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Pickle Me This

November 23, 2016

Mini Reviews

the-keys-of-my-prisonThe Keys of My Prison, by Frances Shelley Wees

I loved this one, a reissue of a 1956 novel by Wees who wrote more than 20 romance and mystery novels. The Keys of My Prison fits comfortably into the contemporary craze for domestic suspense novels; its a terrifically Toronto book*; and it reminds me of Hugh MacLennan’s The Watch the Ends the Night in a vague kind of way. It’s the story of a young wife and mother (and heiress!) whose husband is injured in a car crash, and when he emerges from a coma, he’s not the man he was before. Could the man in the bed really be Rafe or is he an imposter? Or is it possible that none of them really ever knew Rafe at all? *Had a bone to pick with the jacket copy though, which describes the family as residing in their Rosedale mansion, but they in fact live north of St. Clair on Russell Hill Road. There is also a mention of the “Bay Subway” which someone takes downtown (and which stops on the surface at the corner of Yonge and St. Clair?) and I couldn’t figure out what that was all about. But that I cared so much is a testament to the book’s appeal. Heartily recommended.

*

cluckCluck, by Lenore Rowntree

I liked this novel a lot, and it’s a story that will appeal to anyone who appreciated Jessica Grant’s Come Thou Tortoise a few years back, another story about a quirky character with an affinity for a non-human creature. Structurally, Cluck is a bit lacking, a big and sprawling narrative that could use more focus and tautness, but it has charm and the twists are interesting, and I appreciated the humour throughout, as well as the sensitivity with which Rowntree writes about mental illness and social exclusion. (She previously co-edited an anthology of stories about mental illness.) It begins with Henry playing with his farm set at a young age, and moves through his life as he struggles to find a place for himself in the world, build his own community, and discover an outlet for his passion for poultry. In a hopeful and realistic way, Rowntree depicts the complicated experience of a character for whom conformity is not an option, and has her readers plotting along with her on the road to his ultimate triumph.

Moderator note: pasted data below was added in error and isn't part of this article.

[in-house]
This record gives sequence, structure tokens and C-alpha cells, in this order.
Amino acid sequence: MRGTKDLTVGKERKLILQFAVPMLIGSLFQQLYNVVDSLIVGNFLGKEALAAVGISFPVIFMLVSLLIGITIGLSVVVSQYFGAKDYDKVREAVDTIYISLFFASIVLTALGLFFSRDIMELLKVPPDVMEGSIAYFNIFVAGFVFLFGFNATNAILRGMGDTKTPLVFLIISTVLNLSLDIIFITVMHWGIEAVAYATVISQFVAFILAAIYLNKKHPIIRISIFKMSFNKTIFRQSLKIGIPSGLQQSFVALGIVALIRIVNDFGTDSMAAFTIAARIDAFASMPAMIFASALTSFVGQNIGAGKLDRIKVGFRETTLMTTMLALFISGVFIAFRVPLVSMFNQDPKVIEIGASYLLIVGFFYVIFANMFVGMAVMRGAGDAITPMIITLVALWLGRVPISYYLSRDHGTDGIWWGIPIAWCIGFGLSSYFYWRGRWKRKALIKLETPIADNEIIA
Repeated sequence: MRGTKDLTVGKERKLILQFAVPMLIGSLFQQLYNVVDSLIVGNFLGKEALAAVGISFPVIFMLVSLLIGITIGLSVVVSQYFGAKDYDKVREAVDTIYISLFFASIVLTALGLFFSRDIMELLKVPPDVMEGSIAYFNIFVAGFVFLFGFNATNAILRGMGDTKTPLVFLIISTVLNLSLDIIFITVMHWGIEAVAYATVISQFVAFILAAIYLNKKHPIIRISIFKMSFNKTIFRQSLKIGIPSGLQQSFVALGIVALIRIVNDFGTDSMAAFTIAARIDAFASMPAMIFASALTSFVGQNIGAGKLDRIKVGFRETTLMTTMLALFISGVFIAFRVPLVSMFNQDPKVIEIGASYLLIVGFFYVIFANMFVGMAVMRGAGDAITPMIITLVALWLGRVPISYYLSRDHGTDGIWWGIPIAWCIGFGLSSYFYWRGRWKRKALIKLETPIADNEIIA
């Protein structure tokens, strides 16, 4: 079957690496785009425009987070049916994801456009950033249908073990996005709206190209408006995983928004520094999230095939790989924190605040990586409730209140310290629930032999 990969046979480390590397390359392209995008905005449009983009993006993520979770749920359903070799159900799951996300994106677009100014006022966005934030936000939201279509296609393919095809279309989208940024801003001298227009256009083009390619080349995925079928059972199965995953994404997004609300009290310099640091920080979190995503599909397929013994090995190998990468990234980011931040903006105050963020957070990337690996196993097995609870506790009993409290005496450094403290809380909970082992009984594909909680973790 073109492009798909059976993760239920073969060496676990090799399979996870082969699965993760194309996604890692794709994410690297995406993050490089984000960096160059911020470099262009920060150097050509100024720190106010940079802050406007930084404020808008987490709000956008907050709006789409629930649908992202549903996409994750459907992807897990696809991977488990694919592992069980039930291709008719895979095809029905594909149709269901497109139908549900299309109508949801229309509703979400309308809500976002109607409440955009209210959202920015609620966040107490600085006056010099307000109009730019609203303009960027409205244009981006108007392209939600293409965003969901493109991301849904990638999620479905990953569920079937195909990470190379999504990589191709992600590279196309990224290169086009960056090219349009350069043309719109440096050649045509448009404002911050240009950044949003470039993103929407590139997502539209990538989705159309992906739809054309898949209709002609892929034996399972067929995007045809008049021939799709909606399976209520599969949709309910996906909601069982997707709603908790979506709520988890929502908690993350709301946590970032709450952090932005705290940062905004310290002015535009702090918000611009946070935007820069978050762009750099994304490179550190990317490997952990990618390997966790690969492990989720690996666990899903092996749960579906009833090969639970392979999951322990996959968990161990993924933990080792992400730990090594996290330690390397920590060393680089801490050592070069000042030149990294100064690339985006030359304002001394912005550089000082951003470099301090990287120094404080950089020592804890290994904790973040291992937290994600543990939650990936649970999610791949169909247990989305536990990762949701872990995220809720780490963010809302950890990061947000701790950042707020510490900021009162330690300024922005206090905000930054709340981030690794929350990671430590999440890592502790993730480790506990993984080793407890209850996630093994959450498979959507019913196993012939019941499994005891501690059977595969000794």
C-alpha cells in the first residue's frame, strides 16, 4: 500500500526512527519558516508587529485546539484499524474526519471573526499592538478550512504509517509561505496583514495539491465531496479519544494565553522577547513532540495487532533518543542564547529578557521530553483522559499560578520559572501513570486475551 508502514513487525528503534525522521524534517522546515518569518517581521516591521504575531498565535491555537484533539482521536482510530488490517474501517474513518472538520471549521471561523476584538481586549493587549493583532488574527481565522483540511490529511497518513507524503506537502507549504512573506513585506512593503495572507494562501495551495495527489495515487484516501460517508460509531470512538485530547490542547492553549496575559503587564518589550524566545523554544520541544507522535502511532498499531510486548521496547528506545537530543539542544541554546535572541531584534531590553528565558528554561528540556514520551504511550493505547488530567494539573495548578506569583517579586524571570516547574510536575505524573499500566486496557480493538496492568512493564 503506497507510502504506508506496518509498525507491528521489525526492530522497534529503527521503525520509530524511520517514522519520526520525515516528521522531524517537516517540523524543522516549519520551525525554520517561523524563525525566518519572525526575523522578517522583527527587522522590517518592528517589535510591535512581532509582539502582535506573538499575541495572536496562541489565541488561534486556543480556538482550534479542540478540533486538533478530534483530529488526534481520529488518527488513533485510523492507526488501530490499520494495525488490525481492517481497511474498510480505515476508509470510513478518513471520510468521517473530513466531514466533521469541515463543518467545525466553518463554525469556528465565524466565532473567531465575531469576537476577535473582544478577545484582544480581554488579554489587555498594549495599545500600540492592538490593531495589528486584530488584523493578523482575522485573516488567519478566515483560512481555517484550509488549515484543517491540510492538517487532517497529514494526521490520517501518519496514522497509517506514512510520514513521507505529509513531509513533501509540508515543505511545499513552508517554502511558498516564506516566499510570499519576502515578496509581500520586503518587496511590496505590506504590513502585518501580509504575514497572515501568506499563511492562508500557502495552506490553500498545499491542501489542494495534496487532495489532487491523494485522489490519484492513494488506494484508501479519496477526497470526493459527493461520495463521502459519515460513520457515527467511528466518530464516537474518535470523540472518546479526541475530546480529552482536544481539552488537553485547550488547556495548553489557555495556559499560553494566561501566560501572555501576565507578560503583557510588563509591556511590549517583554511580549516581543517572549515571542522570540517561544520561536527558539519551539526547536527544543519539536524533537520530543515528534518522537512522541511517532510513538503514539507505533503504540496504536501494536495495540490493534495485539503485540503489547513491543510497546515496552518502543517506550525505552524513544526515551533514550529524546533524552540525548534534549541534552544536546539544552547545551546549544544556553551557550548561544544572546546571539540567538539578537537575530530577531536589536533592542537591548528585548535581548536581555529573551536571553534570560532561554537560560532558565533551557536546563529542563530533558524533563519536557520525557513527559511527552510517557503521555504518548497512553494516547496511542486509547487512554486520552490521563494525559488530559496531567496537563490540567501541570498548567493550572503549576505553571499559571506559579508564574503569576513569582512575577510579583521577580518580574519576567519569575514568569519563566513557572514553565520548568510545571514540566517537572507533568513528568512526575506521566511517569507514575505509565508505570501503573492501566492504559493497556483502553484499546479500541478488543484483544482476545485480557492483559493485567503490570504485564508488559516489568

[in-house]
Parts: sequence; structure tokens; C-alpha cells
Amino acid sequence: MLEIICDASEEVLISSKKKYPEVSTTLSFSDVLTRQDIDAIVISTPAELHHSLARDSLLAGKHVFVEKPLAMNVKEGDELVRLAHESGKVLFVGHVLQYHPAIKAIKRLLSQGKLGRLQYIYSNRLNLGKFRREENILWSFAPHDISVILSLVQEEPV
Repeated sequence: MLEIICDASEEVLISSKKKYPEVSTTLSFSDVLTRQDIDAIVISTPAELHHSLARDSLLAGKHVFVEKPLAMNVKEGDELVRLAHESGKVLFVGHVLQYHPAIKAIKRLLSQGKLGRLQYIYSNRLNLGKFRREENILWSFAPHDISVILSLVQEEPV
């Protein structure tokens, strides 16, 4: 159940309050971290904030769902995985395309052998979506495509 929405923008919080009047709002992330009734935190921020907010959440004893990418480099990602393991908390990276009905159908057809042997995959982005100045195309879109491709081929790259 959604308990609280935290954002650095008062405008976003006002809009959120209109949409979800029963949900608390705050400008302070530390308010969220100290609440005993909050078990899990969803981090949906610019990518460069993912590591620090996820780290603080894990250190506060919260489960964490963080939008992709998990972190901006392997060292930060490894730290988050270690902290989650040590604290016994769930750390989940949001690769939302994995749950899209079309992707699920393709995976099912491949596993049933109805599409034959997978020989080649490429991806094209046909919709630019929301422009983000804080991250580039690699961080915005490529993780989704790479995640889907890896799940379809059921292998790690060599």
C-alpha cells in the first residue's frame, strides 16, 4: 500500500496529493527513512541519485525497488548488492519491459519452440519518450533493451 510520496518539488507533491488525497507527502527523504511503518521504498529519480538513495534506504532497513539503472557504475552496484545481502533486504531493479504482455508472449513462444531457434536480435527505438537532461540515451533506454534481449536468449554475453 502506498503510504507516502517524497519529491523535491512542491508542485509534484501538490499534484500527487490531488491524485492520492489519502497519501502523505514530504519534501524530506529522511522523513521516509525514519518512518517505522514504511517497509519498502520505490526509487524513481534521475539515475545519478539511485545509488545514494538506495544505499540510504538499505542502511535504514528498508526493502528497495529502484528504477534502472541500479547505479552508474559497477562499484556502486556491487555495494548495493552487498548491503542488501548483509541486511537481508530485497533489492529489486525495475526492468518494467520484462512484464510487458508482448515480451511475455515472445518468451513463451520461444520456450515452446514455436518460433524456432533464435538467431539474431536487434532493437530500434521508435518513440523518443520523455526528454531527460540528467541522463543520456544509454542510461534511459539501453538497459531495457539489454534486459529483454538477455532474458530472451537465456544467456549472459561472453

*

sex-and-deathSex and Death, edited by Sarah Hall and Peter Hobbs

This book was so good. I must confess that it initially gave me a case of CanLit Inferiority Complex, because the internationally-authored stories were so stellar I wondered how poor old Canada could ever compete. BUT…then I realized that it was just that the pieces in this anthology were so well selected (by acclaimed writers including Ben Marcus, Claire Vaye Watkins, Kevin Barry, Taiye Selasi, Ali Smith) rather than the rest of the world setting the bar so high (I am sure there are middling short story writers in the UK; I just never have to hear about them). AND Canadian literature has two stand-out contributions to this anthology, the amazing Lynn Coady and Alexander MacLeod (whose own story is worth the price of the entire book). My favourite story is Ceridwen Dovey’s “Fixations”, however, which is one of two postpartum stories in the collection and the best story I’ve ever read about an anal fissure. I also appreciated the badassedness of flashing this book’s cover on public transit. Funny too how much the thematic concerns of the anthology cease to be the point, partly because the stories are just so great, but also because sex and death pretty much covers everything you’d ever want to write about.

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